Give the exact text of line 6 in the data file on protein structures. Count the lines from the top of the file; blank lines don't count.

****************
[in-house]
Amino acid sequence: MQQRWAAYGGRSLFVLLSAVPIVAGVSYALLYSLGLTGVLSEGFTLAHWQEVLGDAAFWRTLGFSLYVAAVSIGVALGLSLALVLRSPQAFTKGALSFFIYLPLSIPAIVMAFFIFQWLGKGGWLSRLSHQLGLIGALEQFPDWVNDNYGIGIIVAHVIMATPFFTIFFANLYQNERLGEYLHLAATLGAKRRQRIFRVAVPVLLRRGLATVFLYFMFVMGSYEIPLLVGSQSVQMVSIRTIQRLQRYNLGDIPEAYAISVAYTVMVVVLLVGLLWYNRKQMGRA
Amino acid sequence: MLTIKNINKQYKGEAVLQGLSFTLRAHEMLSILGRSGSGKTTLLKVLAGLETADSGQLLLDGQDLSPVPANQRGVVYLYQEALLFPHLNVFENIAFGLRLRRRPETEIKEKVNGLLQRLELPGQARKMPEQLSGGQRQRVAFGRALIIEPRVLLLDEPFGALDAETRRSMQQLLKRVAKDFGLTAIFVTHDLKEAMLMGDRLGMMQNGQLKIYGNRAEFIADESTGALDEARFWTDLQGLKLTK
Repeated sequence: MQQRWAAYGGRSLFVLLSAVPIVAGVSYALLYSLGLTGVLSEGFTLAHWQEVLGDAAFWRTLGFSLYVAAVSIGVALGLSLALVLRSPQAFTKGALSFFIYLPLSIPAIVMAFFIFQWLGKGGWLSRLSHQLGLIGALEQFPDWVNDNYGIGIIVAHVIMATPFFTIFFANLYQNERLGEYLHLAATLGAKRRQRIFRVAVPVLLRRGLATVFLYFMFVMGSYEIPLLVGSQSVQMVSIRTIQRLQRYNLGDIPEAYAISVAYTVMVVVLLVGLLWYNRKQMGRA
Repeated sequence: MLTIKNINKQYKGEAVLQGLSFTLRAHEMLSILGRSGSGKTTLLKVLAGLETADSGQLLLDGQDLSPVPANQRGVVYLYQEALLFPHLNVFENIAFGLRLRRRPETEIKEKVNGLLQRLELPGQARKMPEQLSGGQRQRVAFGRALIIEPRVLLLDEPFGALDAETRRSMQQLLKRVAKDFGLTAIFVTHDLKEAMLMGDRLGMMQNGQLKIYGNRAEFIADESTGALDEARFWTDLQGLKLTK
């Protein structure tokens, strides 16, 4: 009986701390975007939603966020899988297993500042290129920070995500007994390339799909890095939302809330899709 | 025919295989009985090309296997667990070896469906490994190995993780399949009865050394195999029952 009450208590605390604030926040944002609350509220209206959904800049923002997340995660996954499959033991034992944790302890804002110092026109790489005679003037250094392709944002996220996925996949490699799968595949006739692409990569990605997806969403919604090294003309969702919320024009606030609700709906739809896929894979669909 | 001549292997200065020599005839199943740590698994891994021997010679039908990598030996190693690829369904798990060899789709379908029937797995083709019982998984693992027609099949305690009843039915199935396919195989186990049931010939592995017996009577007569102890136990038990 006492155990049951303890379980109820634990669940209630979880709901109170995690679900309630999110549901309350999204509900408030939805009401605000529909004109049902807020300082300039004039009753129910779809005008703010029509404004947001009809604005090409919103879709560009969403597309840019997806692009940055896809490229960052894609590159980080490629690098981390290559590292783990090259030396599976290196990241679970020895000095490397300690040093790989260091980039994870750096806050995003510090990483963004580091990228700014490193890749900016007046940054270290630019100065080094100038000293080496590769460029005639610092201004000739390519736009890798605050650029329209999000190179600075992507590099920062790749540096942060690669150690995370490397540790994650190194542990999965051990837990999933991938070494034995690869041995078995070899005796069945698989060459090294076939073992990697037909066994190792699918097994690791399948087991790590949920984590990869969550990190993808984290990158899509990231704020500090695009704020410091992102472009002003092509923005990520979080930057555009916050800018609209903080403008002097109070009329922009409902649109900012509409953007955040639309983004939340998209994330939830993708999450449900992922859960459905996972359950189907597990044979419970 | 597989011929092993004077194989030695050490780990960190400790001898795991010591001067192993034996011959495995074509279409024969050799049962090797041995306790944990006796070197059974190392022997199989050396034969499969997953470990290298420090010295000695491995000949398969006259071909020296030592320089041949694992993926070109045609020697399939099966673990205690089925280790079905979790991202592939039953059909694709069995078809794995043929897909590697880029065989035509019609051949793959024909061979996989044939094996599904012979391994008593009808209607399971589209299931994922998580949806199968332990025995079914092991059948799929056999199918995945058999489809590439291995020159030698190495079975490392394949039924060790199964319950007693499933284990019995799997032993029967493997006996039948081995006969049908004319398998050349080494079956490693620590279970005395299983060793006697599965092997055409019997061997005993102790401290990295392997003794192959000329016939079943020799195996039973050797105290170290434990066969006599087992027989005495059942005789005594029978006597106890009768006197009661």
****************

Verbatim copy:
């Protein structure tokens, strides 16, 4: 009986701390975007939603966020899988297993500042290129920070995500007994390339799909890095939302809330899709 | 025919295989009985090309296997667990070896469906490994190995993780399949009865050394195999029952 009450208590605390604030926040944002609350509220209206959904800049923002997340995660996954499959033991034992944790302890804002110092026109790489005679003037250094392709944002996220996925996949490699799968595949006739692409990569990605997806969403919604090294003309969702919320024009606030609700709906739809896929894979669909 | 001549292997200065020599005839199943740590698994891994021997010679039908990598030996190693690829369904798990060899789709379908029937797995083709019982998984693992027609099949305690009843039915199935396919195989186990049931010939592995017996009577007569102890136990038990 006492155990049951303890379980109820634990669940209630979880709901109170995690679900309630999110549901309350999204509900408030939805009401605000529909004109049902807020300082300039004039009753129910779809005008703010029509404004947001009809604005090409919103879709560009969403597309840019997806692009940055896809490229960052894609590159980080490629690098981390290559590292783990090259030396599976290196990241679970020895000095490397300690040093790989260091980039994870750096806050995003510090990483963004580091990228700014490193890749900016007046940054270290630019100065080094100038000293080496590769460029005639610092201004000739390519736009890798605050650029329209999000190179600075992507590099920062790749540096942060690669150690995370490397540790994650190194542990999965051990837990999933991938070494034995690869041995078995070899005796069945698989060459090294076939073992990697037909066994190792699918097994690791399948087991790590949920984590990869969550990190993808984290990158899509990231704020500090695009704020410091992102472009002003092509923005990520979080930057555009916050800018609209903080403008002097109070009329922009409902649109900012509409953007955040639309983004939340998209994330939830993708999450449900992922859960459905996972359950189907597990044979419970 | 597989011929092993004077194989030695050490780990960190400790001898795991010591001067192993034996011959495995074509279409024969050799049962090797041995306790944990006796070197059974190392022997199989050396034969499969997953470990290298420090010295000695491995000949398969006259071909020296030592320089041949694992993926070109045609020697399939099966673990205690089925280790079905979790991202592939039953059909694709069995078809794995043929897909590697880029065989035509019609051949793959024909061979996989044939094996599904012979391994008593009808209607399971589209299931994922998580949806199968332990025995079914092991059948799929056999199918995945058999489809590439291995020159030698190495079975490392394949039924060790199964319950007693499933284990019995799997032993029967493997006996039948081995006969049908004319398998050349080494079956490693620590279970005395299983060793006697599965092997055409019997061997005993102790401290990295392997003794192959000329016939079943020799195996039973050797105290170290434990066969006599087992027989005495059942005789005594029978006597106890009768006197009661």